What really killed Lou Gehrig?

From Alan Schwarz, a classic example of a piece that deserves to be read in its entirety (rather than just these snippets):

    In the 71 years since the Yankees slugger Lou Gehrig declared himself “the luckiest man on the face of the earth,” despite dying from a disease that would soon bear his name, he has stood as America’s leading icon of athletic valor struck down by random, inexplicable fate.

    A peer-reviewed paper to be published Wednesday in a leading journal of neuropathology, however, suggests that Gehrig’s demise — and that of some other athletes and soldiers given a diagnosis of amyotrophic lateral sclerosis, commonly known as Lou Gehrig’s disease — might have been catalyzed by injuries only now becoming understood: concussions and other brain trauma.

    Although the paper does not discuss Gehrig specifically, its authors in interviews acknowledged the clear implication: Lou Gehrig might not have had Lou Gehrig’s disease.


    More than any other American athlete, perhaps even the player who eventually broke his consecutive-games streak, Cal Ripken, Lou Gehrig has come to symbolize a commitment to playing every day, especially through injuries. That renown partly derives from well-documented incidents in which he sustained significant concussions but continued to play in ways now known to be dangerous.


    Gehrig’s handling of injuries inspired reverence among fans and the news media. Concussions then almost resembled cigarette smoking, in that what is now known to be harmful was in Gehrig’s time considered benign, even charming. An advertisement for Camel cigarettes that filled the back page of Life Magazine included several various testimonials to “Larruping Lou’s” playing through injuries, including the 1934 incident.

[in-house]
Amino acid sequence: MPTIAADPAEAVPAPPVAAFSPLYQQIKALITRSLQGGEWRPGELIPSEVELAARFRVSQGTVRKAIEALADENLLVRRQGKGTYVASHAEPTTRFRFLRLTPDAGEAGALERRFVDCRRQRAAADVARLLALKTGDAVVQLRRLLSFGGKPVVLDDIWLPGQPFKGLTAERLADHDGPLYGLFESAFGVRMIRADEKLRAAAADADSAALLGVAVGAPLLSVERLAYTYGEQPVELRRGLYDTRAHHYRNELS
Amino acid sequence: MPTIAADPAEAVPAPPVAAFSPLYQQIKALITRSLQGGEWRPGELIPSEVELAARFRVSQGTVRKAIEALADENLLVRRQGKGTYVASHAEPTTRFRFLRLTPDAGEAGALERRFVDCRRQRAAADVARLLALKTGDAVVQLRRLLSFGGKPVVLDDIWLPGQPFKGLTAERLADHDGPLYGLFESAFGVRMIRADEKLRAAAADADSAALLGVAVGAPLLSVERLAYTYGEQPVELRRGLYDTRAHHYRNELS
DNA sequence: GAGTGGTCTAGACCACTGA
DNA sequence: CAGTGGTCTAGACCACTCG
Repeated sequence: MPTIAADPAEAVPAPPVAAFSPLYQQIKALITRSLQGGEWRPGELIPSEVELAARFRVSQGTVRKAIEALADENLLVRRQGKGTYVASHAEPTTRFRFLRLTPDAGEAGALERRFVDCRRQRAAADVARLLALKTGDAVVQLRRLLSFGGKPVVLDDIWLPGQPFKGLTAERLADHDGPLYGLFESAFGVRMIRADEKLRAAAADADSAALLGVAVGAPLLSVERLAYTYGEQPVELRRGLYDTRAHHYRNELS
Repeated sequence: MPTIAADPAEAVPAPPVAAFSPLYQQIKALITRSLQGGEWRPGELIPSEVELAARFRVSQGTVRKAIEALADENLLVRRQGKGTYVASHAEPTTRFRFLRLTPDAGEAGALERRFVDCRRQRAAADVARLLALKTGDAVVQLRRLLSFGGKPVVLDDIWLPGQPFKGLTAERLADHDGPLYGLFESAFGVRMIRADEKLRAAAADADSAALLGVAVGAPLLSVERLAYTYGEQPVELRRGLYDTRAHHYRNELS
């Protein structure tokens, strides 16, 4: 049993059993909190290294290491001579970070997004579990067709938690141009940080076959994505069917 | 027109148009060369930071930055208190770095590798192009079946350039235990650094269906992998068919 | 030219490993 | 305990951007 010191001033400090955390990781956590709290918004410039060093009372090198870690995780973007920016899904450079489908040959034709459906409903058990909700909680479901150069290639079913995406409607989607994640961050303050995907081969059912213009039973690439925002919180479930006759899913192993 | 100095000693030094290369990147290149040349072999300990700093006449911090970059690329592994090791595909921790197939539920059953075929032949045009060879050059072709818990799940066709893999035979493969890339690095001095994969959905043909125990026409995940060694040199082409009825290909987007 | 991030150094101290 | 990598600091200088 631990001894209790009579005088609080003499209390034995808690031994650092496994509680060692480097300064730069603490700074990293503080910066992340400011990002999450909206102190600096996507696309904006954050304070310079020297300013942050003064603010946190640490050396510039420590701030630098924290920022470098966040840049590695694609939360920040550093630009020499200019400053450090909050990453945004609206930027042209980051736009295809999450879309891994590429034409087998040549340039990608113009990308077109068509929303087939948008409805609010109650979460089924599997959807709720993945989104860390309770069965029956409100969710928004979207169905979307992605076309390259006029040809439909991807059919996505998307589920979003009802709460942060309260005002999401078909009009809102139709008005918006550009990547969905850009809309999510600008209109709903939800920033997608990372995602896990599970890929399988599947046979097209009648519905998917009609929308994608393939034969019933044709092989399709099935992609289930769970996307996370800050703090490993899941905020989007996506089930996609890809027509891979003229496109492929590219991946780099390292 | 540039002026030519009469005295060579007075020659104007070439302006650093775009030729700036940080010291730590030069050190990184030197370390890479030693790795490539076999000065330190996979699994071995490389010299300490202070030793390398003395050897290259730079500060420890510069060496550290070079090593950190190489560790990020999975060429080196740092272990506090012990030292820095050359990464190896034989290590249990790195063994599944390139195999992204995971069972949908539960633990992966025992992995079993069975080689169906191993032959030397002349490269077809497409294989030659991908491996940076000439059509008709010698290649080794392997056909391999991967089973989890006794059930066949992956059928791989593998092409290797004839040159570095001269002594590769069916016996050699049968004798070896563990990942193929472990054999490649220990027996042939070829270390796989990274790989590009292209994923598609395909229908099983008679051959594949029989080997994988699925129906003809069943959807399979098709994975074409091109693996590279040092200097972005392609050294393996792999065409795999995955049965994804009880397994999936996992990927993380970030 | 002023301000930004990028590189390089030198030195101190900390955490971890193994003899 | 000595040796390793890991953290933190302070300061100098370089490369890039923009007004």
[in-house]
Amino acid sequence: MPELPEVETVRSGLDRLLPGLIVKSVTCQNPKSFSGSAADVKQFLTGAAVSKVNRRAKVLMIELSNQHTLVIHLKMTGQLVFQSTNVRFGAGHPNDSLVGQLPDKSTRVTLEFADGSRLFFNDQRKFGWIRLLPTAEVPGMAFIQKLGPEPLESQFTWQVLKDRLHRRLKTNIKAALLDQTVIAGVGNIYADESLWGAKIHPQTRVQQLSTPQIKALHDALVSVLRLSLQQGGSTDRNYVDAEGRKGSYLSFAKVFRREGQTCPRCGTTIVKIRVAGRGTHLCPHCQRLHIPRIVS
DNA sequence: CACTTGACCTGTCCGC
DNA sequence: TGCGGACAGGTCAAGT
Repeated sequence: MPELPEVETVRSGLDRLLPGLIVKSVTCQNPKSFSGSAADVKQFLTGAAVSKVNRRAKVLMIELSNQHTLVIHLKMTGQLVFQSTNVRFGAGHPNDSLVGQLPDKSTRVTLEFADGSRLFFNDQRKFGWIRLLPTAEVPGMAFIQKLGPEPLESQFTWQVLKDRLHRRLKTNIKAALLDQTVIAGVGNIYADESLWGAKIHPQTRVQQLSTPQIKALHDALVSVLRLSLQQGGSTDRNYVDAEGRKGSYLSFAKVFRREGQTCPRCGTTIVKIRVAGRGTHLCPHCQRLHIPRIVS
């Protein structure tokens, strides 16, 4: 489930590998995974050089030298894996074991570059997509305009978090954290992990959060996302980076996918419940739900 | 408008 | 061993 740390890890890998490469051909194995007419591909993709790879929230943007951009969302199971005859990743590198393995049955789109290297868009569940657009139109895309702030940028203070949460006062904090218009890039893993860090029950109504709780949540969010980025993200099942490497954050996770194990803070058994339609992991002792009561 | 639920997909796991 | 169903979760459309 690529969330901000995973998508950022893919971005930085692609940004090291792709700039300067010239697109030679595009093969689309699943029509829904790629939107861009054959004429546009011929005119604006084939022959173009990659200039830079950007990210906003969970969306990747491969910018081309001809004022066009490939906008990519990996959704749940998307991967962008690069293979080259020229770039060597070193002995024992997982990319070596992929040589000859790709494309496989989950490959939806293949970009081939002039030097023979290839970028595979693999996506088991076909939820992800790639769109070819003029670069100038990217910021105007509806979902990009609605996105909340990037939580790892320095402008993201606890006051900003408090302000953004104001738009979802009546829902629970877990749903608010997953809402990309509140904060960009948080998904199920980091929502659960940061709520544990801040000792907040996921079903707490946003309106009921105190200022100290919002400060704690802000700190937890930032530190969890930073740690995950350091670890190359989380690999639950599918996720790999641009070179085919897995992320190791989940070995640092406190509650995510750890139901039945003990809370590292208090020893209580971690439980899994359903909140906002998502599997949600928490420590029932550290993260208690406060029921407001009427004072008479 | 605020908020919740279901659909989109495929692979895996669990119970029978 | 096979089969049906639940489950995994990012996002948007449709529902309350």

“Another time, he was knocked out by a ‘bean ball,’ yet next day walloped 3 triples in 5 innings,” the ad reads. “Gehrig’s ‘Iron-Man’ record is proof of his splendid physical condition. As Lou says: ‘All the years I’ve been playing, I’ve been careful about my physical condition. Smoke? I smoke and enjoy it. My cigarette is Camel.’ ”

The clever take is going to be -- already has been many times, I'm sure -- Lou Gehrig didn't have Lou Gehrig's Disease!

Maybe he didn't. But what's important here is that we are just now, in 2010, beginning to get a handle on concussions. Maybe. And I mean beginning. I won't be surprised if, 10 years from now, the world of contact sports looks quite a bit different than it does now. In part because of all the research that's been done lately, and in part because of all the writing that Alan Schwarz has done lately.

As you probably know, Schwarz has focused largely on concussions suffered by football players (and particularly NFL players). But as we've seen with various baseball stars in just the past year or so, baseball players are far from immune. Has anyone ever made a list of head trauma suffered by major leaguers, and attempted to measure the impacts? I've written about Pete Reiser, who was put back into the lineup by Leo Durocher far earlier, after a serious trauma in 1942, than he should have been. In this book, I argued that Don Zimmer lost the American League East title in 1978 because he put Dwight Evans back into the lineup, after a serious head trauma, than he should have been (in 20 September games, Evans made a bunch of errors and batted .164).

That sort of thing doesn't seem to happen anymore. Not in baseball, anyway. And I don't believe that the men who run the game -- owners, general managers, managers, even agents -- have gotten enough credit for this welcome change.

Meanwhile, Gehrig might be baseball's most famous victim of head trauma, but he's far from the only one. Just off the top of my head, I can name two pennant races that were lost because of managers who rushed badly concussed players back into action. I suspect there have been more.